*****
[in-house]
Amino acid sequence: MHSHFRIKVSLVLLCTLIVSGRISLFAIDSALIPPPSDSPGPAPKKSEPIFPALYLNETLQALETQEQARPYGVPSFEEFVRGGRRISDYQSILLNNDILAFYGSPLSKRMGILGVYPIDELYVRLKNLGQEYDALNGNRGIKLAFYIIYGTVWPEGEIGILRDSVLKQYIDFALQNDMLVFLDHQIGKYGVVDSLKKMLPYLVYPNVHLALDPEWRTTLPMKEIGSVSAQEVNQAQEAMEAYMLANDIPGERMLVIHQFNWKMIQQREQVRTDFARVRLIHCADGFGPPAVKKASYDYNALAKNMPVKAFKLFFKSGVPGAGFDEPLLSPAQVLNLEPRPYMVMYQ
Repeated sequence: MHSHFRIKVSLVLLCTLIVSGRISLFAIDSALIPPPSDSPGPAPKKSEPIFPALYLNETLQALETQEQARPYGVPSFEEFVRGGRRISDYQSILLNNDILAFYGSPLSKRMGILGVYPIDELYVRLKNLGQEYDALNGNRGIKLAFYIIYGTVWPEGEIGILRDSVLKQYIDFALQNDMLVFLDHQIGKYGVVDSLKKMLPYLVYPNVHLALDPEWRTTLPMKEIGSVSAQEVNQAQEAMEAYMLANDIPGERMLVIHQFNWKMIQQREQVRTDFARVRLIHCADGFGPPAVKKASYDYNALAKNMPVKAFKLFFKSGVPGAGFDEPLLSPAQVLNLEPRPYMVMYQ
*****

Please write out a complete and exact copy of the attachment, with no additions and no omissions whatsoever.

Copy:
[in-house]
Amino acid sequence: MHSHFRIKVSLVLLCTLIVSGRISLFAIDSALIPPPSDSPGPAPKKSEPIFPALYLNETLQALETQEQARPYGVPSFEEFVRGGRRISDYQSILLNNDILAFYGSPLSKRMGILGVYPIDELYVRLKNLGQEYDALNGNRGIKLAFYIIYGTVWPEGEIGILRDSVLKQYIDFALQNDMLVFLDHQIGKYGVVDSLKKMLPYLVYPNVHLALDPEWRTTLPMKEIGSVSAQEVNQAQEAMEAYMLANDIPGERMLVIHQFNWKMIQQREQVRTDFARVRLIHCADGFGPPAVKKASYDYNALAKNMPVKAFKLFFKSGVPGAGFDEPLLSPAQVLNLEPRPYMVMYQ
Repeated sequence: MHSHFRIKVSLVLLCTLIVSGRISLFAIDSALIPPPSDSPGPAPKKSEPIFPALYLNETLQALETQEQARPYGVPSFEEFVRGGRRISDYQSILLNNDILAFYGSPLSKRMGILGVYPIDELYVRLKNLGQEYDALNGNRGIKLAFYIIYGTVWPEGEIGILRDSVLKQYIDFALQNDMLVFLDHQIGKYGVVDSLKKMLPYLVYPNVHLALDPEWRTTLPMKEIGSVSAQEVNQAQEAMEAYMLANDIPGERMLVIHQFNWKMIQQREQVRTDFARVRLIHCADGFGPPAVKKASYDYNALAKNMPVKAFKLFFKSGVPGAGFDEPLLSPAQVLNLEPRPYMVMYQ